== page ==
‘Plymouth Labyrinth’ was a recent multi-platform project, taking place over several weeks, treating the city of Plymouth as a mythological maze to navigate and decode with the aid of maps, an art exhibition, publications, games and guided walks. It was co-ordinated by Crab and Bee, otherwise known as Phil Smith and Helen Billinghurst.
I make the journey down to coincide with a guided walk led by Phil through the side streets around the RAAY Gallery exhibition space, that packs into its 90 minutes a bewildering array of games, stories, observations, discoveries, practical exercises with wool and clay, and magical rituals. Phil has the rare ability to draw mystery, meaning and intrigue from seemingly ordinary environments.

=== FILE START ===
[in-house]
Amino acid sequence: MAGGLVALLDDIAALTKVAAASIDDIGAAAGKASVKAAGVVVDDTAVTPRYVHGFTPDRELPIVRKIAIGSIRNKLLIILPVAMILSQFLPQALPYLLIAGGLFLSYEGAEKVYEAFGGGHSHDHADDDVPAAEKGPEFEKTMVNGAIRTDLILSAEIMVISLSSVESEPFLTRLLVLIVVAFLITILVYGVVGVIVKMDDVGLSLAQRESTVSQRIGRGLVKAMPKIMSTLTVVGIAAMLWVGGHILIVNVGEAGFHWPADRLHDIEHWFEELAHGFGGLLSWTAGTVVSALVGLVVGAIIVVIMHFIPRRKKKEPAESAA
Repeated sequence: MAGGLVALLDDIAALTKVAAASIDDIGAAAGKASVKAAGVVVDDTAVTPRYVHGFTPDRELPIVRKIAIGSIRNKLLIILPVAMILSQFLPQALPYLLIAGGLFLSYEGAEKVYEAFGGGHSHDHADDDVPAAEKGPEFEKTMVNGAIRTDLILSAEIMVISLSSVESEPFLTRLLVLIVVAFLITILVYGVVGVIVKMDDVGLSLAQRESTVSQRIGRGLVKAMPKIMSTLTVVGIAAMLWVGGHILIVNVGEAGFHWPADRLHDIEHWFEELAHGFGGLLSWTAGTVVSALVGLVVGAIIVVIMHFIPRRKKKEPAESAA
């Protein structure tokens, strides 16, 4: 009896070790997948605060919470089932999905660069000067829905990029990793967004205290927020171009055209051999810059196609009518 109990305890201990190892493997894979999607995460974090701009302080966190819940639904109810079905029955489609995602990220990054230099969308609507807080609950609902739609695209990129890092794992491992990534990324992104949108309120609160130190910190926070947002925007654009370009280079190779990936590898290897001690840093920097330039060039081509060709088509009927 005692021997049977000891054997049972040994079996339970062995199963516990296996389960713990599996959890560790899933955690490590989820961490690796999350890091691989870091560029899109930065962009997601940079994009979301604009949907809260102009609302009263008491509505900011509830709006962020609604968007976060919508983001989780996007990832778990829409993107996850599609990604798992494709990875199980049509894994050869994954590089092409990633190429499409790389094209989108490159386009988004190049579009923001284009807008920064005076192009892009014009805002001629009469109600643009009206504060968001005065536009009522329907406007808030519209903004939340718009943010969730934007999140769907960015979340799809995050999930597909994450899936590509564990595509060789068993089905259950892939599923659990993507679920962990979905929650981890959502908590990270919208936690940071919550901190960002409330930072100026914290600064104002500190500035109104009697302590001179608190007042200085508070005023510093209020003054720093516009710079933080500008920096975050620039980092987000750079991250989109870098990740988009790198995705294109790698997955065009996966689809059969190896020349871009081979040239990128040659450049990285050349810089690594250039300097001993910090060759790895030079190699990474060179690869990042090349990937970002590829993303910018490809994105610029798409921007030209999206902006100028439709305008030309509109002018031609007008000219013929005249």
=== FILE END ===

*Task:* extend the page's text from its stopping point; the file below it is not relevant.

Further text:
During the walk, Phil references an earlier excursion he and Helen had made to an abandoned rural village on the outskirts of Plymouth; large, modern homes that were bought out and emptied when the mining company Wolf Minerals reopened the quarry after a long period of disuse. A cluster of homes known as Drakelands (after the local Elizabethan explorer) now stand sealed up, their rose gardens and flower-potted patios now grown over with wilder flora.The company closed after a few years’ extracting tin and tungsten, leaving behind a devastated landscape and scarred community. Access to the houses is usually just a case of simply hopping over a fence and urban (or rural) explorers can have the disorienting but worthwhile experience of being in a pleasant domestic environment gone to ruin. These environments can inspire thoughts and feelings of time change, decay and impermanence and as such is best done with a friend, although in this case I didn’t. The friend is also useful in case you fall through the floor / get stuck somewhere / get caught by security. Phil cheerfully envisions bringing a refreshing gin and tonic to enjoy on the weed choked patio.